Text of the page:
* Homestead Gardens, Central Avenue, Davidsonville,


* Valley View Farms, 11035 York Road, Cockeysville,


* Home Farm Nursery,

11351 St. James Road, Worton, 410-778-8140

hot fall plants


Common name: monkshood or wolfsbane. Flowers are shaped like a hood and run in small clumps up tall stems. Colors are yellow and a variety of blues. 3'-4' tall. Partial sun. Poisonous.


Common name: hyssop. Mint-scented foliage, very heat and drought tolerant. Blooms in shades of blue, pink, purple, peach, coral, red. Long-lasting blooms June-Oct. 2'-3' tall. Sun.


Common name: bugleweed. Low-growing creeper. Blue flowers. Variety of leaf color and shapes. Good ground cover. Foliage is beautiful throughout mild winters. Flower spikes rise 8"-1'. Sun to partial shade.


Common name: windflower. Some varieties bloom in spring, close to the ground. Fall-blooming is Japanese anemone (hupehensis). Small, cup-shaped flowers range from pink to white. Long-lasting blooms. 4' tall.


Flowers, which grow in mounds similar to chrysanthemum, are daisylike. Colors range from white and pink to violet, lavender and deep purple. Range from dwarfs 6"-12" to 6'-7' giants, but most are 2'-3' here. Long-blooming. Sun. Good for cutting.


The 'Snowbank' variety has a profusion of delicate, daisylike white flowers. White or pink. Great to cut. 3'-4' tall. Full sun to partial shade.


Common name: leather-leaf grass. Forms tussock of grass from gold to green, sometimes variegated, reedy leaf. Clustered flower heads consist of tiny blooms. 12"-16". Sun.


Common name: turtlehead -- this describes the shape of the blossoms. Colors are white, pink, rosy purple and hot pink. 2'-4' tall. Partial sun-shade. Good for cutting.


Wide variety of colors with flowers from dense, mounded "button" mums to daisylike 'Arctic Daisy' and 'Sheffield.' Colors from white through yellow, pinks, orange, red, russet, blood red, gold. 1'-2'. Sun. Good for cutting.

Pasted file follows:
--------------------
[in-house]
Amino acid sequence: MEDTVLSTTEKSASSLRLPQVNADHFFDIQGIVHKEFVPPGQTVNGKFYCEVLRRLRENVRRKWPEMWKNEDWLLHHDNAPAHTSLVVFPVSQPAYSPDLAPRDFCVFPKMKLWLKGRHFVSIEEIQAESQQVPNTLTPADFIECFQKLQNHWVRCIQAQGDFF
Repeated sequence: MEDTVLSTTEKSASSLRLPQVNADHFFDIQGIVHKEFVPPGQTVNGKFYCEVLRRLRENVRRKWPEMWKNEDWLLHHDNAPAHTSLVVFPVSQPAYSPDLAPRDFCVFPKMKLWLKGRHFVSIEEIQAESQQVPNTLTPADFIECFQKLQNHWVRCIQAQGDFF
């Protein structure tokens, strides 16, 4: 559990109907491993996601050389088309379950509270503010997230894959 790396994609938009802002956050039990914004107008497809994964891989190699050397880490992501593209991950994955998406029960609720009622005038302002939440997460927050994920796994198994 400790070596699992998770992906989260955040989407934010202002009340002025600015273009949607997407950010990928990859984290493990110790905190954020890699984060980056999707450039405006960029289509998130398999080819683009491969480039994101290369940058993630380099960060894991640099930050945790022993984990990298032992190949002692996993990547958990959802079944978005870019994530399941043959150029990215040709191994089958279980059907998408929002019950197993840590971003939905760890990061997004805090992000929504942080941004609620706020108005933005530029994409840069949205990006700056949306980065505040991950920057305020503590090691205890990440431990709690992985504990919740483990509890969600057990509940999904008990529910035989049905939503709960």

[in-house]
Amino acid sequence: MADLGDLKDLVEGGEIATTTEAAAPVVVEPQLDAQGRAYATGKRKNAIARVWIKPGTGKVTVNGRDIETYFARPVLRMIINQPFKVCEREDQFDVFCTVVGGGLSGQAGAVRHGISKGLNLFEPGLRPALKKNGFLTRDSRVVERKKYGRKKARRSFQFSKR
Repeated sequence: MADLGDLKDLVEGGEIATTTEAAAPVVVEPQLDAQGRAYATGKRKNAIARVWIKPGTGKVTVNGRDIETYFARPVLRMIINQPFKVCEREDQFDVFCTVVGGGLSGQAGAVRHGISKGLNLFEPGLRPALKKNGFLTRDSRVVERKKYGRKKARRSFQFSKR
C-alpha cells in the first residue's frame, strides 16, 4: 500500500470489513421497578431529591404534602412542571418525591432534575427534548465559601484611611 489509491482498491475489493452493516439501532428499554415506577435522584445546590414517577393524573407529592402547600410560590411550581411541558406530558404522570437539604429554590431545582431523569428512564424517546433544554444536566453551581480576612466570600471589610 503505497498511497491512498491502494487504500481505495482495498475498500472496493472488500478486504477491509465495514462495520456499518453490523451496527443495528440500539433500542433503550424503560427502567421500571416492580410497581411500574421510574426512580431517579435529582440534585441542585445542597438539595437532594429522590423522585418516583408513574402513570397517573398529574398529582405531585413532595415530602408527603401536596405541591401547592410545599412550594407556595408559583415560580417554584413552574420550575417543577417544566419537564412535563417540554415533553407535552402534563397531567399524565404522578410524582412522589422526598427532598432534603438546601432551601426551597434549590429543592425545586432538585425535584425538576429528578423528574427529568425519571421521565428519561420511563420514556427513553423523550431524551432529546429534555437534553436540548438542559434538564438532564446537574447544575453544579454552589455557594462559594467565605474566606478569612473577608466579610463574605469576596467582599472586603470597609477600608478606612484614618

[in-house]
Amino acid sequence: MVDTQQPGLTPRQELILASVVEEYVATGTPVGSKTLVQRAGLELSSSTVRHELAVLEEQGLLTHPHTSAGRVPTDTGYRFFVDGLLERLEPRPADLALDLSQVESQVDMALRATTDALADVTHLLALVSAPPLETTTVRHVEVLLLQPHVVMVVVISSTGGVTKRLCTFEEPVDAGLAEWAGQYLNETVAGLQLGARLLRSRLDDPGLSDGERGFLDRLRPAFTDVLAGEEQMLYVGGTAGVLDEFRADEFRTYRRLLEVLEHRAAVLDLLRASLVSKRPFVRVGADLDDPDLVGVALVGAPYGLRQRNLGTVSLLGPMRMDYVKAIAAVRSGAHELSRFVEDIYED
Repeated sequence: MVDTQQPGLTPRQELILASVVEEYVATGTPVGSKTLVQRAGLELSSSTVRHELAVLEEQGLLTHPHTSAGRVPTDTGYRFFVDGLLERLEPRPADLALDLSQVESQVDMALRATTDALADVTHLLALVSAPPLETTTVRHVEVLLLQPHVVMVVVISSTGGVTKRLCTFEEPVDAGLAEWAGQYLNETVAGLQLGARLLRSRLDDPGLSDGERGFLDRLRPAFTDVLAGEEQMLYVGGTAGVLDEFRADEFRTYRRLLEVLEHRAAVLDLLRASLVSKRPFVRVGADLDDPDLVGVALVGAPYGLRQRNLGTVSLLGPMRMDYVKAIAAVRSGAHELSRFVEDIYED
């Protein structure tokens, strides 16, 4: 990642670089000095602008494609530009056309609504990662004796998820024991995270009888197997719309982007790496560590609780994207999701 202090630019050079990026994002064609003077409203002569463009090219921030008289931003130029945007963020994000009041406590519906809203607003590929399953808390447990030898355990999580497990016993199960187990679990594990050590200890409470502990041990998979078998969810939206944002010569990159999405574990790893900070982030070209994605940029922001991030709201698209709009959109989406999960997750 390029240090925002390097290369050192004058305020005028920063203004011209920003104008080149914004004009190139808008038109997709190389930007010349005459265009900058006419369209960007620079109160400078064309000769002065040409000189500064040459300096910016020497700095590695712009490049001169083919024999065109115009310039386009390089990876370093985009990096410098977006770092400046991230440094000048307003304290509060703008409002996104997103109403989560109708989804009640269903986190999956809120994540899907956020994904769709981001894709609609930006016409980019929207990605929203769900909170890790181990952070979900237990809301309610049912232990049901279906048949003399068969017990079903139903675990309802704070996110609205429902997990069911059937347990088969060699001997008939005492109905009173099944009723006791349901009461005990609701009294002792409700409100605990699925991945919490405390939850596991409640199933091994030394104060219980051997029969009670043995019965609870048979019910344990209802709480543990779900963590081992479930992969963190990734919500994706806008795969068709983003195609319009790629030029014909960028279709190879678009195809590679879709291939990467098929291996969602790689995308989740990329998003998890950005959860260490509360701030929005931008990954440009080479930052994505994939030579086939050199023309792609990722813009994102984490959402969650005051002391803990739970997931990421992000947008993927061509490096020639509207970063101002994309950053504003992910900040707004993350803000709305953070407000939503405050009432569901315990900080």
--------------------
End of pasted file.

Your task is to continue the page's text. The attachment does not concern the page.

Common name: pampas grass. Very drought tolerant. The three-foot, gray-green 'Pumila' variety has creamy-white plumes that reach 6' tall. Sun.


Common name: spurge. Succulent-seeming stems break to ooze milky sap, which is poisonous and can cause severe skin rashes. Grows writhing stems with yellow flowers to erect 3' plant, depending on variety. Sun to shade.


Common name: sneezeweed. Daisylike flowers with drooping petals come in orange, crimson, bright yellow and bronze; grow in daisylike clumps. Grows 2'-5' tall, depending on variety. Long-blooming. Sun. Good for cutting.


Grass with feathery rose seed heads. Very drought resistant. 4'-5' tall. Sun. Dries well.


Common name: coneflower. Heat and drought tolerant. Prolific bloomer from mid-summer to frost. 5'-7' tall. Full sun.


Common name: Stonecrop. A succulent whose foliage ranges from emerald green to blue-gray to reddish purple. Flower color -- gold, red, russet, bright pink. Hardiness varies widely, as does blooming. 1'-1 1/2 ' tall. Full sun.

Copyright © 2021, The Baltimore Sun, a Baltimore Sun Media Group publication | Place an Ad